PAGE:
#ZEWPodcast: “Uncompromising Industrial Policy Is Outrageous – Let’s Do the Same”


ZEW Podcast with Ralph Rheinboldt and Achim Wambach

Germany as a centre for industrial production is facing major challenges. The high energy prices, the enormous shortage of skilled workers and the excessive bureaucracy make it particularly unattractive for companies to settle in Germany. At the same time, dependence on other countries, for example the US, China and India, continues to grow. In the #ZEWPodcast, Dr. Ralph Rheinboldt, board member at Fuchs Petrolub SE and chairman of the ZEW Sponsors’ Association, and ZEW President Professor Achim Wambach discuss possible solutions to compensate locational disadvantages at the European level. They emphasise that market intervention by European industrial policy only makes sense in the case of market failure.

“I think other countries like the US or China follow an uncompromising industrial policy that consistently prioritises the benefits for their own country,” says Dr. Ralph Rheinboldt, board member at Fuchs Petrolub SE and chairman of the ZEW Sponsors’ Association. ZEW President Professor Achim Wambach adds, “The national industry strategy for the US and China prove it. I find it quite interesting that everyone keeps saying, ‘That’s outrageous – let’s do the same!’.” High energy prices, the immense shortage of skilled professionals and excessive bureaucracy are making Europe less and less appealing to businesses. Especially in an international comparison, many regions are catching up and becoming more competitive. Is this enough to justify European policymakers taking active economic measures? Should Europe consider market interventions, just like in China or the US, to increase its appeal to businesses?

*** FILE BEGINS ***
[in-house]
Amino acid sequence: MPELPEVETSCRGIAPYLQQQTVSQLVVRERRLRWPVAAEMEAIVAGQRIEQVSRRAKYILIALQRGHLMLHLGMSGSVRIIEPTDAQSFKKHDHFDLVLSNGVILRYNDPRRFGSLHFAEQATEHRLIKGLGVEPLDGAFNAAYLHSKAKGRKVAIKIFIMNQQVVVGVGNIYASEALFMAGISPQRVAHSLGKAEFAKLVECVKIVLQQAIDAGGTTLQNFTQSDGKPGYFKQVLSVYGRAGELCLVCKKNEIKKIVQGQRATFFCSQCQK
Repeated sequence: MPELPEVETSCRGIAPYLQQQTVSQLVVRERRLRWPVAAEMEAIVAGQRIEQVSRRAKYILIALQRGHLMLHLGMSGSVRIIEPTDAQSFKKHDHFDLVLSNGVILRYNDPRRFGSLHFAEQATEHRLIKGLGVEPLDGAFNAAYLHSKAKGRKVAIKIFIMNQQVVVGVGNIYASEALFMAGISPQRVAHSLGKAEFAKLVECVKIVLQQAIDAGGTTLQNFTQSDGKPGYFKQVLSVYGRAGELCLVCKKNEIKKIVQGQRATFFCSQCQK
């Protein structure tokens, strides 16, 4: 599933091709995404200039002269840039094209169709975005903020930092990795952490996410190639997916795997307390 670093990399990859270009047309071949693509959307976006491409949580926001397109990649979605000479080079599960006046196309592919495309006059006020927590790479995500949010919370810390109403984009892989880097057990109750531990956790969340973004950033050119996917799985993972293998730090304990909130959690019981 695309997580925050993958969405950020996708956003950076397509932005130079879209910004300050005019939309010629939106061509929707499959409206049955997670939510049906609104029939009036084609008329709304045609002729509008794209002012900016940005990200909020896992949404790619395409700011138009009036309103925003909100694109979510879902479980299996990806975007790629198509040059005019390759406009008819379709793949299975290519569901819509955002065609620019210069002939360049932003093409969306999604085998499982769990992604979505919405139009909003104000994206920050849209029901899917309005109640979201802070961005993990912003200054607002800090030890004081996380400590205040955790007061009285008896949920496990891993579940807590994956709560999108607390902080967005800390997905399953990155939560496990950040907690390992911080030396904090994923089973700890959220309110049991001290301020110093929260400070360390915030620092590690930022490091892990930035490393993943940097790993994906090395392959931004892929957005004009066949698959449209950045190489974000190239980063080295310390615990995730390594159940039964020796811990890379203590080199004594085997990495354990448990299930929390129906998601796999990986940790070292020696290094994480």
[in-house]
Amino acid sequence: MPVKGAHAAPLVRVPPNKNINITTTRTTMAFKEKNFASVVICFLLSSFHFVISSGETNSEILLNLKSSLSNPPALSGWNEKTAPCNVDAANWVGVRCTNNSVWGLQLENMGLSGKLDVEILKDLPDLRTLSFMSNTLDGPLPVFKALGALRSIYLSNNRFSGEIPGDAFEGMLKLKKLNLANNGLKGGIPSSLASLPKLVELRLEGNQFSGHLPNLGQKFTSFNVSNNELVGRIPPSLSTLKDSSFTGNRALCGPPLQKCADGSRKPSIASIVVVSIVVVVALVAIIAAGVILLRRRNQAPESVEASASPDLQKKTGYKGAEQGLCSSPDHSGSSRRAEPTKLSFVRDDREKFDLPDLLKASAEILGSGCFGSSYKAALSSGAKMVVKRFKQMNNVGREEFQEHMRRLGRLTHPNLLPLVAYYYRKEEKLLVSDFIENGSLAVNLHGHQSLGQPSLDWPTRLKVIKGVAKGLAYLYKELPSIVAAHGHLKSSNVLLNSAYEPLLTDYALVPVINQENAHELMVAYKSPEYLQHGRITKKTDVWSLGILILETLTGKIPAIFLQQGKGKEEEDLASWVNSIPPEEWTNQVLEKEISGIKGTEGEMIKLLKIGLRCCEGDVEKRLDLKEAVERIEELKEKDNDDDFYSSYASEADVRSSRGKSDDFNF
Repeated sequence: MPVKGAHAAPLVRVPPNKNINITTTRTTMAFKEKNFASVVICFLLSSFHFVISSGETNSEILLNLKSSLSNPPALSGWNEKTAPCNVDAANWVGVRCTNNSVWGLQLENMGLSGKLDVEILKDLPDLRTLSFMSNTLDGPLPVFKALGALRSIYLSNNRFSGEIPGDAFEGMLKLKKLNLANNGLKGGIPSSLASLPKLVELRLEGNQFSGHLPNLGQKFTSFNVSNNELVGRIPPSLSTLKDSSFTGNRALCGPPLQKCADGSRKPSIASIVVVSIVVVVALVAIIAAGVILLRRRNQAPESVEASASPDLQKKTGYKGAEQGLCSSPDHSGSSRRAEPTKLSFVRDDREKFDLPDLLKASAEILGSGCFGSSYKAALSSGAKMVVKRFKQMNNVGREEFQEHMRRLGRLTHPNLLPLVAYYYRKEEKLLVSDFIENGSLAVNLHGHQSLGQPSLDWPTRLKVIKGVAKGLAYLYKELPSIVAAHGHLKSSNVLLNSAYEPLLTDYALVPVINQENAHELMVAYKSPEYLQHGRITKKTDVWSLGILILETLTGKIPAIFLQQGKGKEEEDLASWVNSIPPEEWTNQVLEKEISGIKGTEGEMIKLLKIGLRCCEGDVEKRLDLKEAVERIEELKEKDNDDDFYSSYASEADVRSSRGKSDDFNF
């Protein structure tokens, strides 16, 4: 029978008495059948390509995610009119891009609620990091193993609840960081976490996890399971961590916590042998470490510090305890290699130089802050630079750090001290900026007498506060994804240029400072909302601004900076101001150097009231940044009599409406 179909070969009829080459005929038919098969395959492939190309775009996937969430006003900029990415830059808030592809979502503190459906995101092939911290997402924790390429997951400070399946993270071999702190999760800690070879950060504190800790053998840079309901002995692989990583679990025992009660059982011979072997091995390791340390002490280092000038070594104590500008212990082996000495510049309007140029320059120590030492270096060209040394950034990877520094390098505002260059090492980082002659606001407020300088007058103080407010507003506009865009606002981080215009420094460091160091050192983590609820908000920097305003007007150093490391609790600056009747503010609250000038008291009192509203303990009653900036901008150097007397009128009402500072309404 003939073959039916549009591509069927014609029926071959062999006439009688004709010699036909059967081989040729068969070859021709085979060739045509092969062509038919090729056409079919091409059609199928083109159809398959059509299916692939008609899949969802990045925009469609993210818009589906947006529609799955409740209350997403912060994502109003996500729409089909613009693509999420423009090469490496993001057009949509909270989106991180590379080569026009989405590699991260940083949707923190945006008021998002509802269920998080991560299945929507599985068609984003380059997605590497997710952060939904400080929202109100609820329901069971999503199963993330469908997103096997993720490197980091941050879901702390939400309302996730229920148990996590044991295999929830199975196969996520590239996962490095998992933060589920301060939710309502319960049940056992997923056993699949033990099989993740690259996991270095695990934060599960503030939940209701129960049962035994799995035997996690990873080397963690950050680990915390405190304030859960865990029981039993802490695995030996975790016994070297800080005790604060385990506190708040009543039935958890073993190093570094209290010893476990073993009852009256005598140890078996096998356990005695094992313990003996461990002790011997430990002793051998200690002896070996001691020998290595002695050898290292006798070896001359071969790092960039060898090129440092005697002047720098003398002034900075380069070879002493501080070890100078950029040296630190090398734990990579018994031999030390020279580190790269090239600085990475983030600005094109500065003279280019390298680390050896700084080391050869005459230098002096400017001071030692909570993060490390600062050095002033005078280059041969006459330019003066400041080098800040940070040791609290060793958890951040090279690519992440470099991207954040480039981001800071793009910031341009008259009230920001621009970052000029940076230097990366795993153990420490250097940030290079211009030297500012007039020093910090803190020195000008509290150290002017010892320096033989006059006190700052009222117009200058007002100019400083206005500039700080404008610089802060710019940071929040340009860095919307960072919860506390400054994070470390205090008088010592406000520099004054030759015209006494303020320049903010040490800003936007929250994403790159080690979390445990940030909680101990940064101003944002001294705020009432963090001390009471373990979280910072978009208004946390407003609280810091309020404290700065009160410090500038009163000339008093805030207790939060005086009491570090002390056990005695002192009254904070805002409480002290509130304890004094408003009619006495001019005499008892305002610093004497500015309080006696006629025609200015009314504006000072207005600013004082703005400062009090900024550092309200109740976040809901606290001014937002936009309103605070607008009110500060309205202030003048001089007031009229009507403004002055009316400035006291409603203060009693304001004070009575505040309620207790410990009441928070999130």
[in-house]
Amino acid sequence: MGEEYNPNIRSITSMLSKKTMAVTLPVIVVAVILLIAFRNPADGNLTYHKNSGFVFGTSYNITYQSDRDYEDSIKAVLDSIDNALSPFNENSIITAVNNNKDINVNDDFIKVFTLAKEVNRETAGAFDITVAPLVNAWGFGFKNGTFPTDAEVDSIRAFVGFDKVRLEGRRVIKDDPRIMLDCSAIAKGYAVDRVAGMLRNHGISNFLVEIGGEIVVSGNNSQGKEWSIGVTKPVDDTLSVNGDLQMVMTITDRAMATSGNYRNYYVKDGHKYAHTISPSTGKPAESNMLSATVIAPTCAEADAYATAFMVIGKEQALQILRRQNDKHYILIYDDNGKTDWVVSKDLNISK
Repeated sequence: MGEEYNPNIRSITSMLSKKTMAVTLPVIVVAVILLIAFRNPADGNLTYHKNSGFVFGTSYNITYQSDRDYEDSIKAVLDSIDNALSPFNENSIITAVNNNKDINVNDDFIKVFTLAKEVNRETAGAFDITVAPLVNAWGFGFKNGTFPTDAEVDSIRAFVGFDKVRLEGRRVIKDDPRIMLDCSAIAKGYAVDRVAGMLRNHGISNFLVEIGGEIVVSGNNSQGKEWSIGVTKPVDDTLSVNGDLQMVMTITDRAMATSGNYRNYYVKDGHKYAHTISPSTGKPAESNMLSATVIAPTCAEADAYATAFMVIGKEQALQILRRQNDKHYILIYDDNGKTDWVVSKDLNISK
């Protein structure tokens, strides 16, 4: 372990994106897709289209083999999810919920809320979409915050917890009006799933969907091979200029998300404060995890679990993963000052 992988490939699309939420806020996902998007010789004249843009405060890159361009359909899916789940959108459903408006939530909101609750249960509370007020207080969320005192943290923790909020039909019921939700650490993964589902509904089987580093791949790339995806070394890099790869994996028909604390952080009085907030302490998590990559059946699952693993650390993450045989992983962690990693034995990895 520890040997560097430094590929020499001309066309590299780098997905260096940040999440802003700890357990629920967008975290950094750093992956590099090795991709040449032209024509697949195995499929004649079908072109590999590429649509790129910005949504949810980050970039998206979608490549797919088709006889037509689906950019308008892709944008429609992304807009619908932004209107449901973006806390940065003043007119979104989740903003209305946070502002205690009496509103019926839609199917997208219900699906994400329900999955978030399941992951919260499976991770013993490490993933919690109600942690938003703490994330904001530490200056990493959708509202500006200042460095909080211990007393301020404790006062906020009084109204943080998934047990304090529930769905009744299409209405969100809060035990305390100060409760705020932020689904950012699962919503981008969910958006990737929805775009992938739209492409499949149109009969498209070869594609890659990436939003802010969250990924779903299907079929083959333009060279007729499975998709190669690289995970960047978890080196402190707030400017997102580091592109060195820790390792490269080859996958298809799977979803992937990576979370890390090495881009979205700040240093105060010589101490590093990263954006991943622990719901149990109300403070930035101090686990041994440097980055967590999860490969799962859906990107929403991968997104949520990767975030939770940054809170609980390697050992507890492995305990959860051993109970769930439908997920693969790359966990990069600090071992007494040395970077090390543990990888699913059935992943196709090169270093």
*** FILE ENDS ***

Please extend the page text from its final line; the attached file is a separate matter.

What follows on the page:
Security of supply must be guaranteed

“Security of supply is a very important issue at the moment. There are debates about how the energy market can be redesigned,” says Wambach. He assumes that a uniform electricity price in Germany cannot be maintained under the current conditions. Rheinboldt addresses the main problem and criticises: “We need green energy supply where it is actually needed. In my view, the political approval procedures for the construction of new power lines are inadequate.” One way to ensure a consistent supply in Germany is to further expand the power grid and introduce capacity mechanisms to finance a flexible, weather-independent power supply.

Germany in crisis mode: Inflation, shortage of skilled professionals and excess profits tax

“The energy supplier Stadtwerke München is now using oil instead of gas. They have a good reason to do so, as gas has become more expensive. Their profit margin is higher now because they have oil. With the additional excess profits tax now, however, they could have continued using gas,” explains Wambach. The shortage of skilled professionals further limits the benefits of a German industrial policy. It makes no sense to create incentives for companies to come to Germany and then find that the skilled professionals they need are not available. At the same time, high inflation continues, including further key interest rate hikes by the ECB. Europe is in crisis mode. In this podcast episode, Rheinboldt and Wambach explain that it will take great efforts and confidence in domestic industry to make Germany more attractive again as a business location in the future.